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My Narcissistic Ex-Husband

Reflections on loving and living with a Narcissist.  Let our experts guide you toward the healing power of moving on and allowing yourself some time in the spotlight.  Get advice on healing from his behavior and finding yourself again.

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I read a lot about narcissism. It’s sort of like being an undercover cop in a drug cartel, you know? I keep immersing myself in the lifestyle, trying to learn more about it so that I can get a deeper understanding of what it is, how to deal with it, and most of all, how to heal from it. I have gotten criticism from those who have accused me of trying to get back at him or just venting my bitterness when, in truth, I could care less about him or what he does. I don’t care if he is miserable or exuberant – I just don’t want others to be unaware of what they are dealing with as long as I was.

Anyway, when you soak up that much information you begin to see things in yourself, or at least I do. I worry that I am being controlling or manipulative because I would be devastated if I was… you know… a narcissist. I take the Are You a Narcissist? tests and invariably I find similarities in my own actions. I’ll be honest, it scares the crap out of me.

Degrees of Narcissism

Psychologists believe that narcissism isn’t a box with clear boundaries but is more like a line with increasing degrees. There is even such a thing as healthy narcissism – it’s just way at the beginning of the line. At the other end of the spectrum is the narcissistic sociopath. All of the space in between is made up of degrees – so to some extent we are all narcissists.

 In other words, if you take one of those tests you’ll have some of the characteristics of a narcissist. Don’t let it freak you out.

Types of Narcissists

There are many different types of narcissists, and honestly more categories being created every day. To some extent narcissism is to 2014 what ADHD was to 1984. In any case, understanding the various types may help you see what you are dealing with.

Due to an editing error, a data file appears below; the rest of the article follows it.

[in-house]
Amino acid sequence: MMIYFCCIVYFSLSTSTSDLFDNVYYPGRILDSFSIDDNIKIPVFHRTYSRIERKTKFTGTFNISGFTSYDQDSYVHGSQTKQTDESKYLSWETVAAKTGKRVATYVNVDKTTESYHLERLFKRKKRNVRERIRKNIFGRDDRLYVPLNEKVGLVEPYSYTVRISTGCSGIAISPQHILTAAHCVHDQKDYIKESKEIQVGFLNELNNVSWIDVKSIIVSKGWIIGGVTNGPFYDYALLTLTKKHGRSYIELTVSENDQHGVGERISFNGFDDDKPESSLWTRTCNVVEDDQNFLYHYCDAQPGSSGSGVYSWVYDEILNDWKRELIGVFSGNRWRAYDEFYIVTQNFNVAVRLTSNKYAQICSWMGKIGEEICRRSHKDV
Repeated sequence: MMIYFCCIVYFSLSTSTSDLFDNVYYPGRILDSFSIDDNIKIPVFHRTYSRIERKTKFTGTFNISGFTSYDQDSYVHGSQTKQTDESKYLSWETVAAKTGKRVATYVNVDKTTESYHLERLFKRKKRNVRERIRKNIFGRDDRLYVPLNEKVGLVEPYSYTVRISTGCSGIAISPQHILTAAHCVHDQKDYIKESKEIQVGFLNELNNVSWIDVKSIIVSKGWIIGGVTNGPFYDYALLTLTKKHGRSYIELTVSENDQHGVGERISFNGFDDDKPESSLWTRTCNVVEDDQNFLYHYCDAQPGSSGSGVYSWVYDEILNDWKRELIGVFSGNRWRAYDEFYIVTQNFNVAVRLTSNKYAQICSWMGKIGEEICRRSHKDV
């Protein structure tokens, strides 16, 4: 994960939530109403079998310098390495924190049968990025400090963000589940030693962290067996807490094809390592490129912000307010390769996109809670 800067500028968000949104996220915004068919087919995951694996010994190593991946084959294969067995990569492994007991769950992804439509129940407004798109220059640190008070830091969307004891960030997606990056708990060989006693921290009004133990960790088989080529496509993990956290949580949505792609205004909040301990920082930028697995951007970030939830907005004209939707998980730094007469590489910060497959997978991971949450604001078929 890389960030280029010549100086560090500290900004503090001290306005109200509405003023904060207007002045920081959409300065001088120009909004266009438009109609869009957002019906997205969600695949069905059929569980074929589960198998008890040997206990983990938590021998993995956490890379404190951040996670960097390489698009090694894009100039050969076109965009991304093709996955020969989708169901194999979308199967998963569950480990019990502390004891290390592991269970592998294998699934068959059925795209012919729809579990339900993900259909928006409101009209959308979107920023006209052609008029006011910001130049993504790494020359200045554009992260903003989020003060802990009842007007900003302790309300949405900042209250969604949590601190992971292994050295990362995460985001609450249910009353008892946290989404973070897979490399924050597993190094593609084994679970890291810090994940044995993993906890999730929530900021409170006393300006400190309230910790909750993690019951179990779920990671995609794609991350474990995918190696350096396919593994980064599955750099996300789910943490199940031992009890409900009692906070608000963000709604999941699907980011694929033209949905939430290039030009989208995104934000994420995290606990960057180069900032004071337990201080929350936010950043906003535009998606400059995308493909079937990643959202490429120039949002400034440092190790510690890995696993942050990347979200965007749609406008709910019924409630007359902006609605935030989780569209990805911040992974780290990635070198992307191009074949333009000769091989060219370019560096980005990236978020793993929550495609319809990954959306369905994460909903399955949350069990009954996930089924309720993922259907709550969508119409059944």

Keep in mind that narcissists are most often a blend of several kinds and the intensity of their narcissism will depend a lot on where the fall on the line.

The Amorous Narcissist

Infidelity, sexual addiction, seduction – these guys find their value in the notches they’ve cut on their bedposts. He experiences personal satisfaction and a sense of self-worth when he’s winning over a new conquest, especially if it is challenging.

Once he has you it usually doesn’t take long for him to move on. Oh, he may not go through the inconvenience of a divorce but fidelity is not part of his vocabulary.

The Elitist Narcissist

The elitist will keep up appearances no matter what. They see themselves as more important, more intelligent, and more talented than others. They believe they are entitled to special treatment because of their superiority. Follow directions? Not this guy – he’s above all of that. He’ll blatantly ignore court orders because the rules are meant for the other guys.

Everything is a competition, everything. This is the guy who will woo you away from his best friend just because he can.

The Passive Aggressive Narcissist

I wrote about the passive-aggressive narcissist a few weeks ago so I won’t go into detail here. He will manipulate and control his environment by being the victim or the martyr. No matter what happens in his life it is always someone else’s fault.

The Unprincipled Narcissist

The unprincipled narcissist has little conscience, and no real sense of right or wrong. They are deceptive, and will lie as easily as most people tell the truth. Their concern about others stops the moment it crosses the threshold of their space and comfort.

They are arrogant, unscrupulous, and enjoy mind games. Generally this is the narcissist that will cross hairs with the legal system at some point. It could be drugs, petty theft, or some sort of white collar crime. These are the guys that will run up credit card bills and then walk away without a second thought, leaving you holding the bag.

The Compensatory Narcissist

A few months ago Hollywood released a movie that was based on a short story called, The Secret Life of Walter Mitty. If you’ve never read the story I encourage you to do so. It’s about a man that leads a very insipid life but has a wild imagination. This narcissist will create college degrees, adventurous experiences, war stories, or whatever it takes to ensure that his audience is impressed.

Narcissistic Sociopath/Psychopath

He doesn’t take no for an answer. No one has any rights except for his majesty, and if he wants you to do something he will hammer at you until it happens, calling often to remind you. His emotions are tools that he uses to ensure the outcome he is looking for.

Since he has no sense of guilt or shame he’ll have no problem acing the lie detector test. You can catch him, red handed, with his hand in the cookie jar and he’ll tell you he wasn’t getting a cookie. He really is incapable of real feelings for anyone.